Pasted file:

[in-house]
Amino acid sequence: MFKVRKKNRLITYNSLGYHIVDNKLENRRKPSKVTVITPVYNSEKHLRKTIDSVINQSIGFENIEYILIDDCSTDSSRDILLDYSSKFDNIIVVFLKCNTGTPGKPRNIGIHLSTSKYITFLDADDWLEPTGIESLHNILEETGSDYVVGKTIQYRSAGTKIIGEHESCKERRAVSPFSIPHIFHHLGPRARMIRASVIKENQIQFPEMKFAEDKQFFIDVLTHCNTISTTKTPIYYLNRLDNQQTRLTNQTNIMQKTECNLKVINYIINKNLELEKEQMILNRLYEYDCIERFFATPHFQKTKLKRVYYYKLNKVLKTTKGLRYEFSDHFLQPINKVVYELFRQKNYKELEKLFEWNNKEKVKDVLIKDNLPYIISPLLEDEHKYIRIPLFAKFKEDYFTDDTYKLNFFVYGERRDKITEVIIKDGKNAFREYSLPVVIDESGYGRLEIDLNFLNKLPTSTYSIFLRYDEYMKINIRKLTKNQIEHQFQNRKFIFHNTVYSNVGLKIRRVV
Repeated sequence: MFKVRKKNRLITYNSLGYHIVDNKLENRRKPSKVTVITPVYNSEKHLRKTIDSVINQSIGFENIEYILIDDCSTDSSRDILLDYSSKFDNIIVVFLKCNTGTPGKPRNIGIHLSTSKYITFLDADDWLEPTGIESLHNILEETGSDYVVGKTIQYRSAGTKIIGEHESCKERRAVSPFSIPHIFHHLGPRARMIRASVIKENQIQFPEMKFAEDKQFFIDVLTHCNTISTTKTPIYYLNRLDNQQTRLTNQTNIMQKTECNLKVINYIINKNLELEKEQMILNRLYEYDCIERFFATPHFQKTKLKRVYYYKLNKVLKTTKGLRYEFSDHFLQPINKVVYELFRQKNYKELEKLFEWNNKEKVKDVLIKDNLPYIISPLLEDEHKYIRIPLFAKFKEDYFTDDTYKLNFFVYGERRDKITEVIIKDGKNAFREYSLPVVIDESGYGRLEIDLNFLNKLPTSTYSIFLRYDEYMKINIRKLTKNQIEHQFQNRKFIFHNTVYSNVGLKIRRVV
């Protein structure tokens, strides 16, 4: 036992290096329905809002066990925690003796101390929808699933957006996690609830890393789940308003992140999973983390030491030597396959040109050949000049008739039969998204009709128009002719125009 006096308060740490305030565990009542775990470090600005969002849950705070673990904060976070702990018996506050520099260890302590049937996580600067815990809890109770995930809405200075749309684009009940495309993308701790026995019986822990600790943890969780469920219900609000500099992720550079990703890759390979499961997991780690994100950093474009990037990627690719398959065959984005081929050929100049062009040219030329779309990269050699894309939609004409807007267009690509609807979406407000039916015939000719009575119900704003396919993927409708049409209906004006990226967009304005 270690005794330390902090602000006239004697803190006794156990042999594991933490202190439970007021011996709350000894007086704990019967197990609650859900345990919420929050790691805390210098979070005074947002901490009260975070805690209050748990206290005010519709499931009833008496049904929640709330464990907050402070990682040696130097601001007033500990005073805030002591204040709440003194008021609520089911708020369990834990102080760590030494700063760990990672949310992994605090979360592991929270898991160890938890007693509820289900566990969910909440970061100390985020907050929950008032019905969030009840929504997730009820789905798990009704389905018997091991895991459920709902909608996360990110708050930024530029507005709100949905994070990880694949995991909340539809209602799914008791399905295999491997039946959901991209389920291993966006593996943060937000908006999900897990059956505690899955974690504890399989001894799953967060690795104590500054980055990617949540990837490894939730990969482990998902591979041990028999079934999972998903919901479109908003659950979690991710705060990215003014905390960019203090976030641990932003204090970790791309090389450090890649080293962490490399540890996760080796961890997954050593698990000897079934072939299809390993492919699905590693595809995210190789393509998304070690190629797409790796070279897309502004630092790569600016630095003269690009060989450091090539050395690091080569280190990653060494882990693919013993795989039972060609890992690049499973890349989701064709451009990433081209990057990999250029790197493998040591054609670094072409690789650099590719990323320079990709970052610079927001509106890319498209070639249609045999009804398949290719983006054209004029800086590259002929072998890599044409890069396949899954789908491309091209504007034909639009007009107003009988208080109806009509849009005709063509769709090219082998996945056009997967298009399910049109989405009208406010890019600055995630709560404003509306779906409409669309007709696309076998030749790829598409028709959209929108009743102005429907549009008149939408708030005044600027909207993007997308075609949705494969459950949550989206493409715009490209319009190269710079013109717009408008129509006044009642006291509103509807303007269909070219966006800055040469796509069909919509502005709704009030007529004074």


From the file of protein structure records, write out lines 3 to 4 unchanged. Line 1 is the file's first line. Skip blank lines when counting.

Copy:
Repeated sequence: MFKVRKKNRLITYNSLGYHIVDNKLENRRKPSKVTVITPVYNSEKHLRKTIDSVINQSIGFENIEYILIDDCSTDSSRDILLDYSSKFDNIIVVFLKCNTGTPGKPRNIGIHLSTSKYITFLDADDWLEPTGIESLHNILEETGSDYVVGKTIQYRSAGTKIIGEHESCKERRAVSPFSIPHIFHHLGPRARMIRASVIKENQIQFPEMKFAEDKQFFIDVLTHCNTISTTKTPIYYLNRLDNQQTRLTNQTNIMQKTECNLKVINYIINKNLELEKEQMILNRLYEYDCIERFFATPHFQKTKLKRVYYYKLNKVLKTTKGLRYEFSDHFLQPINKVVYELFRQKNYKELEKLFEWNNKEKVKDVLIKDNLPYIISPLLEDEHKYIRIPLFAKFKEDYFTDDTYKLNFFVYGERRDKITEVIIKDGKNAFREYSLPVVIDESGYGRLEIDLNFLNKLPTSTYSIFLRYDEYMKINIRKLTKNQIEHQFQNRKFIFHNTVYSNVGLKIRRVV
């Protein structure tokens, strides 16, 4: 036992290096329905809002066990925690003796101390929808699933957006996690609830890393789940308003992140999973983390030491030597396959040109050949000049008739039969998204009709128009002719125009 006096308060740490305030565990009542775990470090600005969002849950705070673990904060976070702990018996506050520099260890302590049937996580600067815990809890109770995930809405200075749309684009009940495309993308701790026995019986822990600790943890969780469920219900609000500099992720550079990703890759390979499961997991780690994100950093474009990037990627690719398959065959984005081929050929100049062009040219030329779309990269050699894309939609004409807007267009690509609807979406407000039916015939000719009575119900704003396919993927409708049409209906004006990226967009304005 270690005794330390902090602000006239004697803190006794156990042999594991933490202190439970007021011996709350000894007086704990019967197990609650859900345990919420929050790691805390210098979070005074947002901490009260975070805690209050748990206290005010519709499931009833008496049904929640709330464990907050402070990682040696130097601001007033500990005073805030002591204040709440003194008021609520089911708020369990834990102080760590030494700063760990990672949310992994605090979360592991929270898991160890938890007693509820289900566990969910909440970061100390985020907050929950008032019905969030009840929504997730009820789905798990009704389905018997091991895991459920709902909608996360990110708050930024530029507005709100949905994070990880694949995991909340539809209602799914008791399905295999491997039946959901991209389920291993966006593996943060937000908006999900897990059956505690899955974690504890399989001894799953967060690795104590500054980055990617949540990837490894939730990969482990998902591979041990028999079934999972998903919901479109908003659950979690991710705060990215003014905390960019203090976030641990932003204090970790791309090389450090890649080293962490490399540890996760080796961890997954050593698990000897079934072939299809390993492919699905590693595809995210190789393509998304070690190629797409790796070279897309502004630092790569600016630095003269690009060989450091090539050395690091080569280190990653060494882990693919013993795989039972060609890992690049499973890349989701064709451009990433081209990057990999250029790197493998040591054609670094072409690789650099590719990323320079990709970052610079927001509106890319498209070639249609045999009804398949290719983006054209004029800086590259002929072998890599044409890069396949899954789908491309091209504007034909639009007009107003009988208080109806009509849009005709063509769709090219082998996945056009997967298009399910049109989405009208406010890019600055995630709560404003509306779906409409669309007709696309076998030749790829598409028709959209929108009743102005429907549009008149939408708030005044600027909207993007997308075609949705494969459950949550989206493409715009490209319009190269710079013109717009408008129509006044009642006291509103509807303007269909070219966006800055040469796509069909919509502005709704009030007529004074």